Before the Ambassadors: Heuer & Formula 1
David’s recent article on Ayrton Senna’s watches made me look again at some of the drivers who wore Heuer watches during what many vintage collectors consider Heuer’s “Golden Era” of the 60s and 70s. It was perhaps a more innocent time, before ambassador programmes, and many of the drivers wore the watches simply because they liked them (or because one of their fellow racers sold it to them, but more on that later). It’s a distinguished roll call by any measure, with a number of world champions amongst them, and includes my personal all-time favourite F1 driver.
For this article I’ve focused entirely on F1 drivers, even though there were plenty of sports car racers, rally drivers etc who wore Heuers too. That leaves some scope for future articles, but it’s also important to remember that racers at the time weren’t defined by Formula 1 as much as they are now. Double F1 world champion Jim Clark was killed in an F2 race, John Surtees was world champion on two wheels as well as four (in a probably unrepeatable feat) so being an F1 driver didn’t mean you couldn’t drive anything else. Robert Kubica’s rallying accident shows that it might be better only to be an F1 driver but at the time in question it was pretty much the norm to race in other formulae.
Rather than make it a simple listing of the drivers and what they wore, I’ve given an idea of their racing career and why you might be proud to wear the same watch.
Let’s start with “Smokin’ Jo”. There were Heuer-wearing racers before him, of course, but possibly none before were as much of a Heuer advocate as Siffert. So much so that he was buying watches from Heuer at wholesale and selling them on to his fellow racers!
From an interview that David conducted with Jack Heuer about Siffert’s role as a Heuer “dealer”:
“Jo as you may know from his background, he was a very poor guy and he was a born “wheeler and dealer” and he would always have a collection of watches, and he would place them with all of his friends on the circuit, between wholesale and retail, and we didn’t mind of course because it was in public and so actually the Formula 1 circuit, if you looked around, they all wore a Heuer Chronograph….”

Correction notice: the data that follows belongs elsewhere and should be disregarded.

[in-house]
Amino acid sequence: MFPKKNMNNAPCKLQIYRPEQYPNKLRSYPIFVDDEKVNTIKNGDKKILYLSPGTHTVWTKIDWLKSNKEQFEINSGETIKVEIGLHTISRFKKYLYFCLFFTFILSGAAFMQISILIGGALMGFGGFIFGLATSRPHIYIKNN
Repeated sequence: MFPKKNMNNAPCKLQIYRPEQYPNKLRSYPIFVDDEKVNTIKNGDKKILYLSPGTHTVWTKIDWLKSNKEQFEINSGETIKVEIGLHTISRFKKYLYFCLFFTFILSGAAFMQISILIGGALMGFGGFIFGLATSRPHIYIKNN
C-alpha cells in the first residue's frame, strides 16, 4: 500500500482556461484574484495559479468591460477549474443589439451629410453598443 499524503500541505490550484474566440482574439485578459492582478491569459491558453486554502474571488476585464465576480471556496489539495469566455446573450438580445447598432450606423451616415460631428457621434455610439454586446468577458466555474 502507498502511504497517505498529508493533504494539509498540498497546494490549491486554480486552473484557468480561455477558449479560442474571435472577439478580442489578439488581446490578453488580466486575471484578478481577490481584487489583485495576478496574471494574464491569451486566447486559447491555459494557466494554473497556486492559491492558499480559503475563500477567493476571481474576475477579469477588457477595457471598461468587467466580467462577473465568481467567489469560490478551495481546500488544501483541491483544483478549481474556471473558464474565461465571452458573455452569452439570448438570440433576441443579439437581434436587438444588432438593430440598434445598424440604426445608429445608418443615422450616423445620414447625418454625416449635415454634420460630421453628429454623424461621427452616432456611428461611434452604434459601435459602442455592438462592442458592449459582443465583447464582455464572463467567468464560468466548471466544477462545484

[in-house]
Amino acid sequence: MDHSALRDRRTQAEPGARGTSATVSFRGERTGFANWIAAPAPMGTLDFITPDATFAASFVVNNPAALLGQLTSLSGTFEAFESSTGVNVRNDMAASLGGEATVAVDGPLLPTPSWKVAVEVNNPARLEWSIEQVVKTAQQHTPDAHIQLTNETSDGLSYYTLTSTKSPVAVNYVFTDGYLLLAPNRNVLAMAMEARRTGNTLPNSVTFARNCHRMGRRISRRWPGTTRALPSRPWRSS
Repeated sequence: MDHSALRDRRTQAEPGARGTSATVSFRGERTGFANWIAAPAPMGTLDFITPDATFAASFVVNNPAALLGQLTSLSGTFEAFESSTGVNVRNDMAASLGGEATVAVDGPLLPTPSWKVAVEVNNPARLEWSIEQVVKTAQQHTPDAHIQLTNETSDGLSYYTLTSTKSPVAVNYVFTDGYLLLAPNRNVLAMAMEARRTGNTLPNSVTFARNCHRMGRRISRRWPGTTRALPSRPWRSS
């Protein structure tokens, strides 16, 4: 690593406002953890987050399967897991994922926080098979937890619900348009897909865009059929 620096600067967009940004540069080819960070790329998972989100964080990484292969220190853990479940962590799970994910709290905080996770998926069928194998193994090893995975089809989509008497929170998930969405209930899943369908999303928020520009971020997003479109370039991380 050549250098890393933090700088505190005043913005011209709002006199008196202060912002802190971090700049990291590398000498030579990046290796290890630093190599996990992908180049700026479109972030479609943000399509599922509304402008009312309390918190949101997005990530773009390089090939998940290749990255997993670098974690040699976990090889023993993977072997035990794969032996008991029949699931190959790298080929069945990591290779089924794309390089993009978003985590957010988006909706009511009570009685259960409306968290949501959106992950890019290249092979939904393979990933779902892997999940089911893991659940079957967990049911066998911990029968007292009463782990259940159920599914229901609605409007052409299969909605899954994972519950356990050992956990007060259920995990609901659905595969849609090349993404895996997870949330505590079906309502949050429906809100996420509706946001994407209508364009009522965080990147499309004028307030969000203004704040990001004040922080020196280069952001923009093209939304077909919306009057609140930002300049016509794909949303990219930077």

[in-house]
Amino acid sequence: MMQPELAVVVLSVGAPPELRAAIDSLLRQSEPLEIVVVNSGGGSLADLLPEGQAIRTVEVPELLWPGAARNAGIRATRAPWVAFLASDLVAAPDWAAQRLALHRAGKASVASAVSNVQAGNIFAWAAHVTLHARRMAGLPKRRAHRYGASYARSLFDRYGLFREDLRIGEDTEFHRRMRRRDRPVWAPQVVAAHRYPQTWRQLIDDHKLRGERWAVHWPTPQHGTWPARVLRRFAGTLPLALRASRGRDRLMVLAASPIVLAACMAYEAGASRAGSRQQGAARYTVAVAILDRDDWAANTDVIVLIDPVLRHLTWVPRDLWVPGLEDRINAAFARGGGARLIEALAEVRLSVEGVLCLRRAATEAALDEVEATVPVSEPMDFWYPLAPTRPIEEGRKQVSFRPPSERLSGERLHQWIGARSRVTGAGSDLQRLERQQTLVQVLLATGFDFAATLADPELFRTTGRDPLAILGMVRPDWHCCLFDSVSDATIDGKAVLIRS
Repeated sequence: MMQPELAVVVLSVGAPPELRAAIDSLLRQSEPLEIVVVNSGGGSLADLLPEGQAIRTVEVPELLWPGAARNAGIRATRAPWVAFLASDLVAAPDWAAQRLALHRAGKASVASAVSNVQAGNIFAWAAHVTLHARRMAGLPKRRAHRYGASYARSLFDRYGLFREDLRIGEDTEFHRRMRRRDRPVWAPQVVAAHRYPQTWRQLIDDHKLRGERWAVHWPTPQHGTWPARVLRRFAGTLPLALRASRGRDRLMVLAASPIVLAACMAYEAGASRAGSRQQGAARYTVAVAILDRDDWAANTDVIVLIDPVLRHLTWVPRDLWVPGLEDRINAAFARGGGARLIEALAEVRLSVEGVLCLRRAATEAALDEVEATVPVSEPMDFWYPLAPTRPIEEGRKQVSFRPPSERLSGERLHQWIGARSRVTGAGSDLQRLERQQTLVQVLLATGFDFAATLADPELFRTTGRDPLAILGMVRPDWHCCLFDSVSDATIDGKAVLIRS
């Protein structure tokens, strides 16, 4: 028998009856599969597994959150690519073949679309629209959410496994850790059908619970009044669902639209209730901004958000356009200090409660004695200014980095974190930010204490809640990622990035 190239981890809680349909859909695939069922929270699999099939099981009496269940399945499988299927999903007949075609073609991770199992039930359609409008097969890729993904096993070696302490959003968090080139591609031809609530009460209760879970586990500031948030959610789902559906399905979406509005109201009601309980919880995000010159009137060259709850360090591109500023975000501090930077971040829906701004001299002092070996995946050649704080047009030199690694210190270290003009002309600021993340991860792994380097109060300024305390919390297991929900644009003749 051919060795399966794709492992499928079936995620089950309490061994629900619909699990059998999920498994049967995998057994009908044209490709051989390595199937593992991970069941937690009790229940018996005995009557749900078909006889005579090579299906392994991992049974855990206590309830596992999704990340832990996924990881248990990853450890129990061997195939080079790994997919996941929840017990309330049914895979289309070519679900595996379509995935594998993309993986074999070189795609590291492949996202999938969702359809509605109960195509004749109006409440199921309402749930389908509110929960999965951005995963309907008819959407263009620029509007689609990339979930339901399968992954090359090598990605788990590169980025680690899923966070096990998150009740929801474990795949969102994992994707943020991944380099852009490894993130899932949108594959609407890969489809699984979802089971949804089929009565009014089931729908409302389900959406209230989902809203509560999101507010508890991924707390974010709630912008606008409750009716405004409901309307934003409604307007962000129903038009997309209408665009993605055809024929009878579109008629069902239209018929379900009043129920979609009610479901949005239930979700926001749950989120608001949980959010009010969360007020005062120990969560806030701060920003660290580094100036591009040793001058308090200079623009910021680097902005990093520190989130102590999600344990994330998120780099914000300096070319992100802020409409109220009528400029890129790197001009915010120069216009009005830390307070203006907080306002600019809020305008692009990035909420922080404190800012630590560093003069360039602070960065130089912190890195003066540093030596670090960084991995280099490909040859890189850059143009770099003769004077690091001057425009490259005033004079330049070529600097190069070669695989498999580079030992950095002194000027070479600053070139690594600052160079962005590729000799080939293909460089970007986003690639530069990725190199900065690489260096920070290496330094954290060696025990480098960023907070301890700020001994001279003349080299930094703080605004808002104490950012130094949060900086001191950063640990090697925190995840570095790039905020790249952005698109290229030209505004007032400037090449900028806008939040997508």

So strong is Siffert’s connection with Heuer that the model he is most associated with, the Autavia 1163 T Chronomatic, is commonly called the “Siffert” by collectors, along with similar models in the same (more or less) colour scheme.
With just 2 wins and 2 poles in his Formula 1 career, cut short by his death in a non-championship race in 1971, Jo might not have been the most successful of the Heuer-wearing F1 drivers but certainly one of the ones who had the most impact in terms of spreading the Heuer word amongst the drivers (below is Jo on a tour of the Heuer factory with Jack Heuer). And for that he is rightly remembered and renowned amongst the Heuer community.
So let’s move onto a world champion next. A 3-time one, no less, and quite probably would have been 4 times after his near-miraculous recovery from a crash at the Nürburgring in 1976, if Lauda hadn’t bravely decided to end his race in Japan in dangerously flooded track conditions, handing the championship to James Hunt by a scant single point.
As a Ferrari driver, Lauda received one of the Carrera 1158s that were presented to all their drivers of the period. It became almost as much of a permanent fixture as the trademark cap he wears to cover the burns incurred in the Nürburgring crash, even when his career moved on to Brabham following Lauda’s unhappiness with how he had been treated by Ferrari following his Nürburgring accident .
After two years at Brabham, Lauda became disillusioned with F1 and “driving round in circles” and retired to look after his aviation business. Unusually, however, he made a successful return to the sport with McLaren in 1982, winning at Long Beach and Brand’s Hatch. The following year was less successful, although team-mate John Watson was able to claim a win. The tail end of the season would see Lauda racing an engine branded with a name that was soon to become very important for the Heuer story – TAG.
1984 though would see Alain Prost, sacked by Renault, return to McLaren and the driver pairing would go on to dominate the season with 12 wins between them in a 16 race calendar. Prost had 7 wins to Lauda’s 5, but thanks to Prost’s Monaco win (when being closed down by Senna, with the Heuer-wearing Stefan Bellof faster than both) only receiving half-points as the race was stopped after just 31 laps, Lauda was able to win the championship by a scant 0.5 point. 1985 was more disappointing, with 11 retirements and 2 races missed through injury, so Lauda retired from F1 for good at the end of the year, having seen team-mate Prost win the first of his four championships.
Unfortunately, his original Carrera was later stolen, though the story has a happy ending, with Lauda being reunited with Jack Heuer and another 1158 at an event at von Köck’s jewellers in Vienna, held as part of the promotion for the Bonhams’s Auction of vintage Heuer watches.
Lauda has clearly continued to wear the watch after the event, as shown in this meeting with Stewart and Fittipaldi at the Brazilian Grand Prix later that year.